Hiroshima Lovers as a Watchmen Tattoo

I noticed a bunch of traffic coming from Reddit the other day, from a post cyberbully-alex (I do hope he isn’t one. He seems perfectly nice) regarding his first tattoo. And it’s a comic book one.

It’s the image from Alan Moore and Dave Gibbons‘ Watchmen, Dan’s dreams about him and Laurie, revealing their true selves to each other, the costumes beneath the skin, as the world burns around them.

It reflects the shadows left by people after the Hiroshima bomb drops and is repeated through Watchmen, as grafitti dubbed ‘the Hiroshima lovers’ and is a reference to the 1959 French film, Hiroshima Mon Amour. Rorschach described the tag in his journal as follows: “Silhouette picture in doorway, man and woman, possibly indulging in sexual foreplay. Didn’t like it. Makes doorway look haunted.”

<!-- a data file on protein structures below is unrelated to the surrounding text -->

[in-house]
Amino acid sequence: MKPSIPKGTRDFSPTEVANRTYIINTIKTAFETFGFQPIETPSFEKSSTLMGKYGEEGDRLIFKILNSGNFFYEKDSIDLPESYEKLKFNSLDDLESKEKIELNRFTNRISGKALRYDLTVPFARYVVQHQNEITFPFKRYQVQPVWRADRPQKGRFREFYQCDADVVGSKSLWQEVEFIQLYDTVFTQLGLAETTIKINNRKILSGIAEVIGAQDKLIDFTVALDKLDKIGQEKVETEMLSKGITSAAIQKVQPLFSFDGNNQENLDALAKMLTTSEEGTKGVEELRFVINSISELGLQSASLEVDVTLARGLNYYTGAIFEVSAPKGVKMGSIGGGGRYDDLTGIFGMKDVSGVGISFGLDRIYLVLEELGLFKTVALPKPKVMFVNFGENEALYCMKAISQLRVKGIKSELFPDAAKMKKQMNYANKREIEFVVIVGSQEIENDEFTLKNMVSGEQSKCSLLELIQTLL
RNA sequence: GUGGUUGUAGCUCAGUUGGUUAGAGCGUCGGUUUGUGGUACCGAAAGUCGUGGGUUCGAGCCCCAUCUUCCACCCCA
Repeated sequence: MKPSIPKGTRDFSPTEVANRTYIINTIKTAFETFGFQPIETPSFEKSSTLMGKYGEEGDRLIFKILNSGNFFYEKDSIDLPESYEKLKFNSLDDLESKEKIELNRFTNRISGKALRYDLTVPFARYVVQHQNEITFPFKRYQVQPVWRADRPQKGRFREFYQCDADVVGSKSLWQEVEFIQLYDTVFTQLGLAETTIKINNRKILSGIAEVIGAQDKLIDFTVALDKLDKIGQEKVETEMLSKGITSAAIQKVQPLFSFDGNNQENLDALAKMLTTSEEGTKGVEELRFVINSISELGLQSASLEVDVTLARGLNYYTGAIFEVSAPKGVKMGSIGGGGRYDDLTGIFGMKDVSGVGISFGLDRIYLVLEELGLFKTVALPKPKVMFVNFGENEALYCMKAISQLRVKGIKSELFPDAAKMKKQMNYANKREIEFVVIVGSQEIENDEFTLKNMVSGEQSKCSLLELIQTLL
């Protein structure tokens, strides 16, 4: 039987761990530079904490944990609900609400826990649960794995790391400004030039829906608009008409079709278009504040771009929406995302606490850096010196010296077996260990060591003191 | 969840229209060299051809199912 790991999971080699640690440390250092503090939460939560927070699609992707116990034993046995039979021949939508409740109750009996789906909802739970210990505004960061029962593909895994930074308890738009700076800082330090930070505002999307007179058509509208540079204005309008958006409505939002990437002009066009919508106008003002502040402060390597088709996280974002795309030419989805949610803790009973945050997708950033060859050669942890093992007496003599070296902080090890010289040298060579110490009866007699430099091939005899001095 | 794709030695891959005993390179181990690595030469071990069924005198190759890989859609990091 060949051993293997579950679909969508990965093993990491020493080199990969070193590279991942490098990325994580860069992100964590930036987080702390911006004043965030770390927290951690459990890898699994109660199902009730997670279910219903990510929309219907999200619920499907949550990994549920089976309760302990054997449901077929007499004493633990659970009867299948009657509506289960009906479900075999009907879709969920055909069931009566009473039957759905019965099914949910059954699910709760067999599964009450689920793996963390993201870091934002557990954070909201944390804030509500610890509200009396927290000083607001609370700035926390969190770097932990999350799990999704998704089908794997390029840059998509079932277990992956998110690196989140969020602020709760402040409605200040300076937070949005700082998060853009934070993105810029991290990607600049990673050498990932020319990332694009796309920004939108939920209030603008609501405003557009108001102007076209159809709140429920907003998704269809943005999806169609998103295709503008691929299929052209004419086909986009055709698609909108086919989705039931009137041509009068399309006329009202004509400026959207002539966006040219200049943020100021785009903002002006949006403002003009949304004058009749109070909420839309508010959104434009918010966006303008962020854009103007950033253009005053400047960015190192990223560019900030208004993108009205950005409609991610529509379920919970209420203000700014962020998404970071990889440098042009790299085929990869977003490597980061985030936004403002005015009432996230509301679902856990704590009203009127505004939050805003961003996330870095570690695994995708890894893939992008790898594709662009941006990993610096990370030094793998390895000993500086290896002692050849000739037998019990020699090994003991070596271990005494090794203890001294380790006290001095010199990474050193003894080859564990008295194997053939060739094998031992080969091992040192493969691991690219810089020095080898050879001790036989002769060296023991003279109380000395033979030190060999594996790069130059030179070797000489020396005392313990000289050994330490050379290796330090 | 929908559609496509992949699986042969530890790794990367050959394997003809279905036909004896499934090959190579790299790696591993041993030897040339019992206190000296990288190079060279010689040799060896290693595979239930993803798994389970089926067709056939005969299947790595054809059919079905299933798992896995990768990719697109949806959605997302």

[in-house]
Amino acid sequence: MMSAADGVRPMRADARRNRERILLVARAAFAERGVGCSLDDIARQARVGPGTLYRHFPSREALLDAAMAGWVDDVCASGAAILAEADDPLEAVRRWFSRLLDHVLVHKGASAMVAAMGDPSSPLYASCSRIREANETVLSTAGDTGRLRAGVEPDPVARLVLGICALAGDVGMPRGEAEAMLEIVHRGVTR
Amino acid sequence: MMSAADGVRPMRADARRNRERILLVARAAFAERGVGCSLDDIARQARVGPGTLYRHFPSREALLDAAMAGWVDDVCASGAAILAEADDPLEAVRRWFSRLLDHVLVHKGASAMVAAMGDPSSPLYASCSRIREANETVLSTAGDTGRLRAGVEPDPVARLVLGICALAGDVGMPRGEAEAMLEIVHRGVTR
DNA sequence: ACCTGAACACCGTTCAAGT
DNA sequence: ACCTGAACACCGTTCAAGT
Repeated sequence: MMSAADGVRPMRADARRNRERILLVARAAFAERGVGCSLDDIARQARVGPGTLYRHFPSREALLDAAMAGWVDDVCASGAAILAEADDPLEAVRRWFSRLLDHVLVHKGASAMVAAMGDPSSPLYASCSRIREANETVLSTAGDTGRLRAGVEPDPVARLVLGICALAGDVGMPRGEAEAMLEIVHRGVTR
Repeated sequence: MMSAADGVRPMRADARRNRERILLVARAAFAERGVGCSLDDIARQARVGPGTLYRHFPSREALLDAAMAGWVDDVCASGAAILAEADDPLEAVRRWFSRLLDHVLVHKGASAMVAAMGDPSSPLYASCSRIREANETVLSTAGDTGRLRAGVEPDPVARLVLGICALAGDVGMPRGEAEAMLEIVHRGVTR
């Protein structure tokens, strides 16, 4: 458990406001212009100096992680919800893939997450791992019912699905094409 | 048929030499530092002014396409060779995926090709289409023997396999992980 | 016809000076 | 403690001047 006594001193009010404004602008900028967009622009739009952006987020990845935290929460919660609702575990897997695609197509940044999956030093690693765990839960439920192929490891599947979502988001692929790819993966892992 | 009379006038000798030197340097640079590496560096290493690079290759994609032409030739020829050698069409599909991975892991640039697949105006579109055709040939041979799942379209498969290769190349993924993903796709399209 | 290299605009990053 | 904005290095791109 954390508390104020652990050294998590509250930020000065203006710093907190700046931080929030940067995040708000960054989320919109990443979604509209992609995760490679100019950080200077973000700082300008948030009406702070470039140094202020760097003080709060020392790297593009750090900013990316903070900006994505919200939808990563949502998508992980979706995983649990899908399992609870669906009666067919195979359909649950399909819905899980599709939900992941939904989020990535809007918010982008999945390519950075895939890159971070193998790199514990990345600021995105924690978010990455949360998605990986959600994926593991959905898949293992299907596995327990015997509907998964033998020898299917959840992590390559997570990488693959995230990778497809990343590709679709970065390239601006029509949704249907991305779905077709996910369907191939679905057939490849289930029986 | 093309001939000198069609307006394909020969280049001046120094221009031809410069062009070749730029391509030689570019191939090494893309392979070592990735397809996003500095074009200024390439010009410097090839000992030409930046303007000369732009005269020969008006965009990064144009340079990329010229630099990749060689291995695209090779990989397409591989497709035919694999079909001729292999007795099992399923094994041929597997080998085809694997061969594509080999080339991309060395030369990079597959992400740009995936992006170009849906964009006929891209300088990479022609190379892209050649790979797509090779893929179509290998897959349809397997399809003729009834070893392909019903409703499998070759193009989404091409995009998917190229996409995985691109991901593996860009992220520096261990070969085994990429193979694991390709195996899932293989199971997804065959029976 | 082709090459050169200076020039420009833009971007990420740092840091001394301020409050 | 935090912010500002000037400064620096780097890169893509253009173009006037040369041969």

Malcolm Long commented that “It reminded me of the people disintegrated at Hiroshima, leaving only their indelible shadows.”

This graffiti symbolizes the incoming atomic war. The couple seem to embrace each other as a last act of affection before they get obliterated by an atomic bomb, as is enacted in the dream that Dan has involving Laurie.

And the link came to the original art for that page

13WM_05_16

With the reminder that it was given to Neil Gaiman by Alan Moore and Dave Gibbons as thanks for his research work for the comic book.

In fact, I was talking to Neil Gaiman a couple of weeks ago — managed to have a catch-up with him over a cup of tea, which was great — and I mentioned this project to him and he’s got one particularly prime page that Alan (Moore) and I gave him back in the day when he used to help us with sourcing quotations and so on. He’s got the dream sequence — the Nite Owl dream sequence where there are, I think, like 20 panels on the page. So that’s a real iconic and favorite page. –Dave Gibbons

And now featured on Alex’s arm…

About Rich Johnston

Chief writer and founder of Bleeding Cool. Father of two. Comic book clairvoyant. Political cartoonist.

twitter   facebook square   globe